Rookie charged with assaulting officer
Fein, however, refused to discuss specifics of the skirmish, which occurred inside a Johnny Rockets restaurant in Baltimore's Inner Harbor tourist district.
"I'm just saying I'm innocent," said Fein in the locker room following the Ravens' 24-23 preseason victory over the New York Jets. "I'm not going to get into the details of it, but the truth will come out."
The arrest of Fein, an Iraq war veteran, was the result of police profiling, the linebacker's agent said Monday.
Fein was charged Sunday with the misdemeanor assault of a Baltimore City officer who confronted him after a security guard thought he saw Fein pass a handgun to a friend at the restaurant counter, said police spokesman Anthony Guglielmi. The item was a cell phone.
"Tony's never owned a weapon in his life," Fein's agent, Milton Dee Hobbs, said. "That weapon was a cell phone."
Hobbs said police approached Fein because he was a black man wearing a sweatsuit with a hood.
Guglielmi disputed the claim that this was a case of racial profiling.
"It doesn't matter if you're black, white, green or blue, if you push an officer, you're going to get arrested." Guglielmi said. "He can take concerns up with the judge."
Fein would not address whether he believed he was a victim of profiling.
While Fein spoke, nearby teammates offered profanity-laced support for the rookie and chastised media members for not asking questions related to the Ravens' victory.
Fein said he had never been in trouble with the law before.
"I'm 110 percent innocent and once the facts come out, I'll be proven [innocent]," he said.
Ravens wide receiver Jayson Foster, who acknowledged he was with Fein when the scuffle took place, is cooperating with the investigation.
"I already gave my report to the police. You'll have to pretty much check with them to see what they say," said Foster.
When pressed about details, Foster said he didn't know that Fein had been charged with a crime.
"I don't know the charges," Foster said. "We'll wait for the [police] report to come out. How it ends up is how it will be."
Baltimore police recently stepped up security at Harborplace, a shopping and dining complex that is a major tourism draw for the city, after a shooting at the same building a week earlier.
When police questioned Fein, 27, he became belligerent and shoved the officer, Guglielmi said.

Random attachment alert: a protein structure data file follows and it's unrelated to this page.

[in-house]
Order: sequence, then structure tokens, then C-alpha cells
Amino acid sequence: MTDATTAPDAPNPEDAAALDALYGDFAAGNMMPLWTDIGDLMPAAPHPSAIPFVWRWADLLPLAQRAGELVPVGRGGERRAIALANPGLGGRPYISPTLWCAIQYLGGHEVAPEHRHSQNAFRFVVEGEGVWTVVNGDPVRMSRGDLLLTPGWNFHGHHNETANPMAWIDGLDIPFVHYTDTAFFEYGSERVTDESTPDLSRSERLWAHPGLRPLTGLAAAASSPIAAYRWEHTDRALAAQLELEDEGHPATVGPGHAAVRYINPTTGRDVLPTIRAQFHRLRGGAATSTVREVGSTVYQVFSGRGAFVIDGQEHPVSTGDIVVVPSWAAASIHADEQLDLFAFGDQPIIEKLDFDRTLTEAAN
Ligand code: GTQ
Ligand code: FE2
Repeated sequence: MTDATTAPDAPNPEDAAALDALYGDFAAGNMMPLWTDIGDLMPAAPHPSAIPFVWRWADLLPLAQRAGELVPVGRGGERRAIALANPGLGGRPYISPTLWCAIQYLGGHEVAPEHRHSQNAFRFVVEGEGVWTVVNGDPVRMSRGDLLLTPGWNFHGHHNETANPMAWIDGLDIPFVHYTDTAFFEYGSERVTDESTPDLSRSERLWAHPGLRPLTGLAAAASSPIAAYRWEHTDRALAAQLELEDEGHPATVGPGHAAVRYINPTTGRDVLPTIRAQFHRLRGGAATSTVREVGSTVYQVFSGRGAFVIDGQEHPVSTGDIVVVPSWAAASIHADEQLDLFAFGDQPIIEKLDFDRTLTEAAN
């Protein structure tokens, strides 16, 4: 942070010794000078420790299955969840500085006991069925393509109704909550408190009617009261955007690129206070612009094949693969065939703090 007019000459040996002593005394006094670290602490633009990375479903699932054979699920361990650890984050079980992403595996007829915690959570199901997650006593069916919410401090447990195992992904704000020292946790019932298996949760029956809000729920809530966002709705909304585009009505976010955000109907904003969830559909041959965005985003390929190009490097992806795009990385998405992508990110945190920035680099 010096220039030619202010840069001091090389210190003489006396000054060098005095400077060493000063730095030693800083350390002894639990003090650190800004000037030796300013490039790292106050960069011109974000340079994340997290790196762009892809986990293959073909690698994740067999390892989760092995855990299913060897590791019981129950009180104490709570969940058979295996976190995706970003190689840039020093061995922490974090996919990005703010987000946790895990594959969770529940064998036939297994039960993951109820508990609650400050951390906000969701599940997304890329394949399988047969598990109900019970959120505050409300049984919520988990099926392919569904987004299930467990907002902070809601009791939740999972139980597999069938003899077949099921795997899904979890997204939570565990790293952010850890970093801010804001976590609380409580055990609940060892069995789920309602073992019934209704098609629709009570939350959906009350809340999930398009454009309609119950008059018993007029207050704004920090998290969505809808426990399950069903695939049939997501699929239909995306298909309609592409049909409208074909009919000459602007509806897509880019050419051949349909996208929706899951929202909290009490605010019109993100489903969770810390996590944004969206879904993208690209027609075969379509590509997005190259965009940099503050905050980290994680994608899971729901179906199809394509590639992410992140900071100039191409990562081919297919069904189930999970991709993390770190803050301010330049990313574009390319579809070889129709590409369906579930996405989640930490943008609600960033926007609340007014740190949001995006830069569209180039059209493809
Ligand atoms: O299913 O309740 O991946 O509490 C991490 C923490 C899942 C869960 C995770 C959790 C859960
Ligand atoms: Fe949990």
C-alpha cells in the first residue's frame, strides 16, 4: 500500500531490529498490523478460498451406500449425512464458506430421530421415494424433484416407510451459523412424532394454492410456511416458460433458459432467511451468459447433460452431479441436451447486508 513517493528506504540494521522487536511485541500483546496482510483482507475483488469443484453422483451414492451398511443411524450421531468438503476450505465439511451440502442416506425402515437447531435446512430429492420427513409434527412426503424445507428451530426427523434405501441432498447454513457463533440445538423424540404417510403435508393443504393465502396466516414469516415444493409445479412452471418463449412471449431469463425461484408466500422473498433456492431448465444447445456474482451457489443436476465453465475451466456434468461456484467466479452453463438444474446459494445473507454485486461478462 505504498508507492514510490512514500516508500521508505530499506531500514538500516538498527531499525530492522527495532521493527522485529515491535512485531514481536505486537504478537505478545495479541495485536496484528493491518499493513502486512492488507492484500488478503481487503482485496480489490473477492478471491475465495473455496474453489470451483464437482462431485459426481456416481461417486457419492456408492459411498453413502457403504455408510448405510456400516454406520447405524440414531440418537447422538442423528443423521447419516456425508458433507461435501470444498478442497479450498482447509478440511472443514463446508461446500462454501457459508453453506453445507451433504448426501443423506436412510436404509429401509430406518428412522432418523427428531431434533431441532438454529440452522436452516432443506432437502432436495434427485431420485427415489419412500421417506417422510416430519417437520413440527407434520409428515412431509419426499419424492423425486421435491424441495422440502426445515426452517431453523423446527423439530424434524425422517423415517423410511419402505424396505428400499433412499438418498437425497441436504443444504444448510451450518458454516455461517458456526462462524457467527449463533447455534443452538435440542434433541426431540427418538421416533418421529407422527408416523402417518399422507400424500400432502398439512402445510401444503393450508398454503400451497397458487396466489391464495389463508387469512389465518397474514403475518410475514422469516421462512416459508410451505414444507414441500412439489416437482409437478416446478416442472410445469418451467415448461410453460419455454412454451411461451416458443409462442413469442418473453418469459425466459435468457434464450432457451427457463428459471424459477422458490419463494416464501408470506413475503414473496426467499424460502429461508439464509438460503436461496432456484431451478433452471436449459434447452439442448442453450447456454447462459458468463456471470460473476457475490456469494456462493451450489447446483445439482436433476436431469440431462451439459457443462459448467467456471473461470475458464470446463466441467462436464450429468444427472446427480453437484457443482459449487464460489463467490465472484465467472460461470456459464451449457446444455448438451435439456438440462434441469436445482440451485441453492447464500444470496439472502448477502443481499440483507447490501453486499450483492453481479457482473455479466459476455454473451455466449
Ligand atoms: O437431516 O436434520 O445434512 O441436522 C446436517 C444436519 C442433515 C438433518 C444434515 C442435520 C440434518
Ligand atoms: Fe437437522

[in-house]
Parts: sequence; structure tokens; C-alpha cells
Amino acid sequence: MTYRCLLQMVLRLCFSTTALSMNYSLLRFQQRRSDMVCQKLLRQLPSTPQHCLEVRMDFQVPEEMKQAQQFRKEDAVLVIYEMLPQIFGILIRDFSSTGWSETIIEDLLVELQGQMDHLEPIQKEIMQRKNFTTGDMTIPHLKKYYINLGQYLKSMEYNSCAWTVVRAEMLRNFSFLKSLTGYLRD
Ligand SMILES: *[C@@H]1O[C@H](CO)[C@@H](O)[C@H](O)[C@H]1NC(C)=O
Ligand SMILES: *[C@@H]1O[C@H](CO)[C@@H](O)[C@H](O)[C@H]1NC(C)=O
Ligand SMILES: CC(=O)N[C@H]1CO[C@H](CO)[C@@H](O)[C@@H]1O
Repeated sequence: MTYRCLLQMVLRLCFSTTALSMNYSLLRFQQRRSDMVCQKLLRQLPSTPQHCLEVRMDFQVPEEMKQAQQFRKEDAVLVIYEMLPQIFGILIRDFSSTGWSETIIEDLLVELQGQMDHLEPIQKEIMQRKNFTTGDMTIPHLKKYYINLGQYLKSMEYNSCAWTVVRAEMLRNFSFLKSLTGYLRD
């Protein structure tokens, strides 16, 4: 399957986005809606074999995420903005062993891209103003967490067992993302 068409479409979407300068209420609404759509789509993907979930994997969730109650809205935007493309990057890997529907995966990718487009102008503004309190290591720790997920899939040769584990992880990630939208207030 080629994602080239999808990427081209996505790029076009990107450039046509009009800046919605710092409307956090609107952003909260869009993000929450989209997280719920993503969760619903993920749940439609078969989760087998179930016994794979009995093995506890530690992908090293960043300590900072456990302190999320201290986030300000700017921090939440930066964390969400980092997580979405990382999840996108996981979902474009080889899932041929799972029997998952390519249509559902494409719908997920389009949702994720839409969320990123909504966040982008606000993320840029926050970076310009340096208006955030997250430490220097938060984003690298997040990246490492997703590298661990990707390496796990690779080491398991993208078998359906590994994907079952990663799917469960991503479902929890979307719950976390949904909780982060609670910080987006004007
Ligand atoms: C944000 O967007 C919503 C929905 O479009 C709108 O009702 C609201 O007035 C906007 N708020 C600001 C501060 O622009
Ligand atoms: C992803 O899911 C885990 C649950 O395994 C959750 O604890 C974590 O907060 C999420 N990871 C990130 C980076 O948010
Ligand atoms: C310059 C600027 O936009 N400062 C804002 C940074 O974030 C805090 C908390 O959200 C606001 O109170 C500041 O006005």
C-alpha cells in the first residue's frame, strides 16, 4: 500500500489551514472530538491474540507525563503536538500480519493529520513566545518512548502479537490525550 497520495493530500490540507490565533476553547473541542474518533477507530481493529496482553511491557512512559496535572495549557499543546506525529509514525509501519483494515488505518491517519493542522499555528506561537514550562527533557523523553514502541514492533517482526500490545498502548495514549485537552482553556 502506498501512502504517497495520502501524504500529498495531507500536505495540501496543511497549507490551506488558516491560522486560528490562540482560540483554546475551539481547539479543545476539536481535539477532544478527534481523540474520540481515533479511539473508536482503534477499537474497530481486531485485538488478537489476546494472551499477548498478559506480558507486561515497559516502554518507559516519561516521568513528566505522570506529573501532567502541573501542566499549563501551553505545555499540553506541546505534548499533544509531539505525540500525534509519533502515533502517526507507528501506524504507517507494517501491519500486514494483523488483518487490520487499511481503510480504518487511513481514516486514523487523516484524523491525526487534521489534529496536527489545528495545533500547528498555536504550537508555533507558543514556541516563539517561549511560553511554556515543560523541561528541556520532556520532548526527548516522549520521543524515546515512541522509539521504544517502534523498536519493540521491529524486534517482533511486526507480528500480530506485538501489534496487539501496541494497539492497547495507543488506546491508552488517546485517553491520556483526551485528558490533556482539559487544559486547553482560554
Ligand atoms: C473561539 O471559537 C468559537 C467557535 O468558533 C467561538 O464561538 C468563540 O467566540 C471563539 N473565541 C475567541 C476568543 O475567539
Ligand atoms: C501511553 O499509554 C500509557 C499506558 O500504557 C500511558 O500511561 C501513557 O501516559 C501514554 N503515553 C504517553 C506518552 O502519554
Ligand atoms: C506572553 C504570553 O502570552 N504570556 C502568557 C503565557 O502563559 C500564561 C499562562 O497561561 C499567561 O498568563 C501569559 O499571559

According to a police report, Sgt. Joseph Donato loudly told Fein: "Stand up, turn around and keep your hands where I can see them." Fein reacted by pushing Donato with one hand while turning around from the restaurant counter, police said.
Donato was knocked to the ground and hurt his right elbow, the report said. Donato grabbed Fein by his "F Troop, 9th Cavalry, Ft. Hood, Texas" sweatshirt, forced him to the ground and he and other officers handcuffed him, the report stated. Fein was not injured, police said.
The police report noted the officer was concerned about "a recent shooting at this pavilion" and that Fein's sweatshirt "did not seem weather-appropriate."
Hobbs said it was the officer who was aggressive and that Fein didn't shove him.
"Tony's a good kid," Hobbs said. "He's not going to disrespect an officer."
Hobbs said Fein has not been arrested before and Maryland's courts database does not have any record of previous arrests or charges against Fein. The police department's internal affairs unit does not have any sustained complaints against Donato on file, Guglielmi said.
Fein was released about 1 a.m. Monday and slept at a downtown hotel with the rest of the team, something the team does the night before a game, according to Kevin Byrne, a Ravens vice president.
"Like all citizens, Tony will get his due process and have his opportunity to explain," Byrne said in a statement. "There are two sides to every story."
Fein served in the Army for more than three years before playing college ball. In two seasons at Ole Miss, he had 136 tackles (77 solo) in 24 games, according to the Ravens Web site. Fein was signed as a free agent in June following a minicamp tryout.
Copyright 2009 by The Associated Press
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